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Health officials confirm the appearance of a life-threatening contagious disease



Macon County public health officials have confirmed an epidemic of meningitis and at least one death from the disease. Two deaths occurred in the last three weeks; one of the confirmed cases was caused by Neisseria meningitidis. A second death suspected of being linked to Neisseria meningitidis is currently the subject of an investigation. The World Health Organization defines an epidemic as an illness that exceeds normal expectations or a single case of communicable disease that is generally absent from the population. MSPCP officials said the councils of state officials and local health departments were monitored and that antibiotics were preventative. are provided to anyone known to have been in close contact with persons infected with the bacterium Neisseria meningitidis.Because of the legislation on the protection of privacy, personal information relating to any case can not be disclosed, have declared responsible for health. Non-school children Meningococcal disease is a disease caused by a kind of bacteria called Neisseria meningitidis. The bacteria can sometimes cause meningitis, which is an infection of the lining of the brain and spinal cord, an infection of the bloodstream and other serious diseases.Symptoms can include sudden fever, severe headache, rash, stiff neck, nausea or vomiting pain. The disease evolves rapidly and can be fatal. Meningococcus is spread through direct contact with saliva, for example by sharing cooking utensils, foods, cigarettes and other smoking devices, while kissing. and providing unprotected mouth-to-mouth resuscitation. People do not contract this disease by accidental contact or by the breathing air of a person with meningococcal disease. As a prevention, children must receive a meningococcal vaccine at 11, 12 and 17 years of age. Adults and children should also wash their hands or use an alcohol-free water-based hand cleaner after touching their face. People should avoid sharing kitchen utensils, goblets, or anything else that could contribute to the spread of nose and throat liquids. Macon County public health officials said they would continue to work with the North Carolina Public Health Division to help contain the epidemic. They will work with local health care providers, first responders, staff of funeral homes and other community groups. Anyone who has symptoms is urged to go immediately to the emergency. Anyone with questions or who thinks they have been in contact with an infected person is asked to call the Department of Health at 828-349-2517.

Macon County public health officials have confirmed an epidemic of meningitis and at least one death from the disease.

Two deaths occurred in the last three weeks; one of the confirmed cases was caused by Neisseria meningitidis.

A second death suspected of being linked to Neisseria meningitidis is currently the subject of an investigation.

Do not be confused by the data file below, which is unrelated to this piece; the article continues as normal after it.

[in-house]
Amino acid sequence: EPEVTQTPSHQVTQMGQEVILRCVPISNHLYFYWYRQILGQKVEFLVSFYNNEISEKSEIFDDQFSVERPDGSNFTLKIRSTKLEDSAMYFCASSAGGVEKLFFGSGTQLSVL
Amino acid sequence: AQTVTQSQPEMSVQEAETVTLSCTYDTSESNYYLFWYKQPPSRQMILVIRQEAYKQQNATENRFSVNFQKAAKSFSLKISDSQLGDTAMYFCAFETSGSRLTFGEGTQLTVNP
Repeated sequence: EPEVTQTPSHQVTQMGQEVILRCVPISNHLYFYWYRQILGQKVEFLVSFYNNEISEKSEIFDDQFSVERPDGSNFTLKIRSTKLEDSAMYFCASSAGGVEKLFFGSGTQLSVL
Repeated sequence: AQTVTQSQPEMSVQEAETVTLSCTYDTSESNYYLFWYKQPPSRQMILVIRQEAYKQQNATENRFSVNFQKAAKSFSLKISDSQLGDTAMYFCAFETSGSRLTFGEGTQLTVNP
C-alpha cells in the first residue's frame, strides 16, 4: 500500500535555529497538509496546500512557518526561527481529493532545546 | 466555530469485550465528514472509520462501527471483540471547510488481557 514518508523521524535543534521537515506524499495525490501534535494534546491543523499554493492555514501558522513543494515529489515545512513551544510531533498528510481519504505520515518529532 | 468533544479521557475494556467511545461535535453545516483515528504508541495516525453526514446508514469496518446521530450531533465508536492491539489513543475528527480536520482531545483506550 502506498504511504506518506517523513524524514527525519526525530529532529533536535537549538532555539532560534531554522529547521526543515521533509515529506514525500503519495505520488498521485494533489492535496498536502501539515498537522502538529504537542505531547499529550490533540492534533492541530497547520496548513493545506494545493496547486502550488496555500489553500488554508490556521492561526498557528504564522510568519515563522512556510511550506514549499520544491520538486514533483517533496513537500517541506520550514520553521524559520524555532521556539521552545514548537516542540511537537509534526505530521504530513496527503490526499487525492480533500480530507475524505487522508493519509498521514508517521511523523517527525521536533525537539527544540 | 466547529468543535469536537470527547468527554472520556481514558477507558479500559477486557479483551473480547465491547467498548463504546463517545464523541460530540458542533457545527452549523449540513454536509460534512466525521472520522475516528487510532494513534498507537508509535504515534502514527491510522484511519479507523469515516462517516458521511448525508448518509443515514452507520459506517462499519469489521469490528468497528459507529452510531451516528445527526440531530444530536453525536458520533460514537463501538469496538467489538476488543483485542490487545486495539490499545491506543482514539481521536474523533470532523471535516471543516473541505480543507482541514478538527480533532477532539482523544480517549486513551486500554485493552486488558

The World Health Organization defines an epidemic as the occurrence of an illness exceeding normal expectations or a single case of communicable disease usually absent from a population.

MCPH officials stated that the advice of local and district health officials was followed and that preventive antibiotics were provided to anyone known to have been in close contact with people infected with Neisseria meningitidis.

Due to privacy laws, personal information about each case can not be disclosed, health officials said.

Macon County School District Officials Confirm Deaths Are Not School-Age Children

Meningococcal disease is a disease caused by a kind of bacteria called Neisseria meningitidis. The bacteria can sometimes cause meningitis, which is the infection of the lining of the brain and spinal cord, an infection of the blood and other serious diseases.

Symptoms may include sudden onset of fever, severe headache, rash, stiff neck, stomach pain, nausea or vomiting.

The disease progresses rapidly and can be fatal.

Meningococcus is spread through direct contact with saliva, for example by sharing kitchen utensils, food, cigarettes and other smoking devices, kissing and providing mouth-to-mouth resuscitation. protected. People do not contract this disease by casual contact or by the breathable air of a person with meningococcal disease.

As a prevention effort, children must be vaccinated against meningococcus at 11, 12 and 17 years of age.

Adults and children should also wash their hands or use an alcohol-free water-based hand cleaner after touching their face.

People should avoid sharing cooking utensils, glasses or anything else that could contribute to the spread of liquids in the nose and throat.

Macon County public health officials said they would continue to work with the North Carolina Public Health Division to help contain the epidemic. They will work with local health care providers, first responders, staff of funeral homes and other community groups.

Anyone with symptoms should go immediately to the emergency.

Anyone with questions or who thinks they have been in contact with an infected person is asked to call the Department of Health at 828-349-2517.

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